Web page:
Heart: The hearts are imbedded in OCT and cryostat sections of the aortic sinus and the aortic valve of the heart are made. 10 μm sections are taken and every other section is saved on Vectabond coated slides. Each region of the aorta should encompass approx. 3-4 slides w/4 sections per slide. The heart sections are stained for lipid with Oil Red O and the amount of lesion is quantitated in the aortic sinus and/or the aortic valve area using the OPTIMAS image analysis program.

Administration of the compounds of this invention can be via any method which delivers a compound of this invention systemically. These methods include oral routes, parenteral, intraduodenal routes, etc. Generally, the compounds of this invention are administered orally, but parenteral administration (e.g., intravenous, intramuscular, subcutaneous or intramedullary) may be utilized, for example, where oral administration is inappropriate for the instant target or where the patient is unable to ingest the drug. The compounds of this invention can be singly or co-administered simultaneously or sequentially in any order.

In any event the amount and timing of compound(s) administered will, of course, be dependent on the subject being treated, on the severity of the affliction, on the manner of administration and on the judgment of the prescribing physician. Thus, because of patient to patient variability, the dosages given below are a guideline and the physician may titrate doses of the drug to achieve the activity (i.e., antiatherosclerotic effect) that the physician considers appropriate for the individual patient. In considering the degree of activity desired, the physician must balance a variety of factors such as atherosclerotic starting level, age of the patient, as well as presence of other diseases (e.g., osteoporosis). For example, the administration of an estrogen agonist/antagonist can provide osteoporosis benefits particularly, for post-menopausal women. The following paragraphs provide preferred dosage ranges or the various compounds of this invention.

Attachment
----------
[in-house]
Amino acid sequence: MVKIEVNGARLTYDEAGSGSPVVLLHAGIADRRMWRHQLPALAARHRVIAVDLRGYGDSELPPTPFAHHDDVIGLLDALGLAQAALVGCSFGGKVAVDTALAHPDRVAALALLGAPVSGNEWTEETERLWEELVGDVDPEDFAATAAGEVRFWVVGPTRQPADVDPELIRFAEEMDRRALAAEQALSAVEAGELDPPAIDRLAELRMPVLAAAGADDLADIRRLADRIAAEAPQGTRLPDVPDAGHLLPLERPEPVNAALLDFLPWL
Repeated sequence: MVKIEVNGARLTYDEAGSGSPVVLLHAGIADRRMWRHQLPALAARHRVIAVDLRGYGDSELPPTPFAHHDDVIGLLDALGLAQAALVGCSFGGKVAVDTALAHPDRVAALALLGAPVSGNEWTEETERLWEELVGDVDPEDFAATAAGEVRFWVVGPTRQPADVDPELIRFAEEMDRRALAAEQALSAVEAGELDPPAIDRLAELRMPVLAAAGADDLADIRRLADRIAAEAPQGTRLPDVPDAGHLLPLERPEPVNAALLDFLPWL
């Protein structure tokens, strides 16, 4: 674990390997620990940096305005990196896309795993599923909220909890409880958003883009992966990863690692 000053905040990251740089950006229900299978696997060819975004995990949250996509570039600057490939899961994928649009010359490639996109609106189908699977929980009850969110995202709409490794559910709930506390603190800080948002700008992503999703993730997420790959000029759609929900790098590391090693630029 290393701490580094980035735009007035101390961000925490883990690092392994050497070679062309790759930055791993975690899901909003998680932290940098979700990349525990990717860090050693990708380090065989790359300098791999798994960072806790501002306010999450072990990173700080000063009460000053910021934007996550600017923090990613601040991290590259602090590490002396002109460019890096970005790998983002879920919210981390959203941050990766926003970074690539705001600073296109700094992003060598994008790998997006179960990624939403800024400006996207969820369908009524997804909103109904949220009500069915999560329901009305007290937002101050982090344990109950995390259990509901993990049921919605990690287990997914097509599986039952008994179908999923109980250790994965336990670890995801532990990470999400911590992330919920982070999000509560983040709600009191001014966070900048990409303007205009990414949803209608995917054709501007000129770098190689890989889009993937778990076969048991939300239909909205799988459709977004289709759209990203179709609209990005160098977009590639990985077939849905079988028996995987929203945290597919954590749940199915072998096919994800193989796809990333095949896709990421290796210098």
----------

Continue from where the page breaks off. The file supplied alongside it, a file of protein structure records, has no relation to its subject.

The amount of the compound of this invention to be used is determined by its activity as an antiatherosclerotic agent. This activity is determined by means of an individual compound's pharmacokinetics and its minimum maximal effective dose in inhibition of plaque formation and/or stabilization using a protocol as described above.

In general an effective dosage for the antiatherosclerotic activities of this invention, for the compounds of this invention, is in the range of 0.01 to 200 mg/kg/day, preferably 0.10 to 100 mg/kg/day.